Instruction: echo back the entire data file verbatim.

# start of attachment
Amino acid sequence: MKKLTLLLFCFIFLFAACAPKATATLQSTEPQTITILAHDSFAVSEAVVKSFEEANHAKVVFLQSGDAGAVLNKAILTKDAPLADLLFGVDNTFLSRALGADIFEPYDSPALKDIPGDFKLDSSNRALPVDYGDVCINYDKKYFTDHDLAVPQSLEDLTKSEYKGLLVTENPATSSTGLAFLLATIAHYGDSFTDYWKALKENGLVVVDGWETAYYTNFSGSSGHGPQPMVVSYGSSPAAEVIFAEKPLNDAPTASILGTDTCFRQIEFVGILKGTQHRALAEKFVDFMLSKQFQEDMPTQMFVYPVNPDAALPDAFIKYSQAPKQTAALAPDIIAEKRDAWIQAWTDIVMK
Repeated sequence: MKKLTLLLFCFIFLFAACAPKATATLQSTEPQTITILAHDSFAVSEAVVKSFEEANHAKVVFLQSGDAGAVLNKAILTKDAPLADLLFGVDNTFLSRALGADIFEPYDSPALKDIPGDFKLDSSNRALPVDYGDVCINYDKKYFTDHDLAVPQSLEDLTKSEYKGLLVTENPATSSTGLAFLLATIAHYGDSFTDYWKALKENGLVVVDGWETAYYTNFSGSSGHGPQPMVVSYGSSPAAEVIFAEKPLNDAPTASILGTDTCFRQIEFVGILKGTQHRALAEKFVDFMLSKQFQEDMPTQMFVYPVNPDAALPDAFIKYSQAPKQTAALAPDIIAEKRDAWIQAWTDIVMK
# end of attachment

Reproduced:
Amino acid sequence: MKKLTLLLFCFIFLFAACAPKATATLQSTEPQTITILAHDSFAVSEAVVKSFEEANHAKVVFLQSGDAGAVLNKAILTKDAPLADLLFGVDNTFLSRALGADIFEPYDSPALKDIPGDFKLDSSNRALPVDYGDVCINYDKKYFTDHDLAVPQSLEDLTKSEYKGLLVTENPATSSTGLAFLLATIAHYGDSFTDYWKALKENGLVVVDGWETAYYTNFSGSSGHGPQPMVVSYGSSPAAEVIFAEKPLNDAPTASILGTDTCFRQIEFVGILKGTQHRALAEKFVDFMLSKQFQEDMPTQMFVYPVNPDAALPDAFIKYSQAPKQTAALAPDIIAEKRDAWIQAWTDIVMK
Repeated sequence: MKKLTLLLFCFIFLFAACAPKATATLQSTEPQTITILAHDSFAVSEAVVKSFEEANHAKVVFLQSGDAGAVLNKAILTKDAPLADLLFGVDNTFLSRALGADIFEPYDSPALKDIPGDFKLDSSNRALPVDYGDVCINYDKKYFTDHDLAVPQSLEDLTKSEYKGLLVTENPATSSTGLAFLLATIAHYGDSFTDYWKALKENGLVVVDGWETAYYTNFSGSSGHGPQPMVVSYGSSPAAEVIFAEKPLNDAPTASILGTDTCFRQIEFVGILKGTQHRALAEKFVDFMLSKQFQEDMPTQMFVYPVNPDAALPDAFIKYSQAPKQTAALAPDIIAEKRDAWIQAWTDIVMK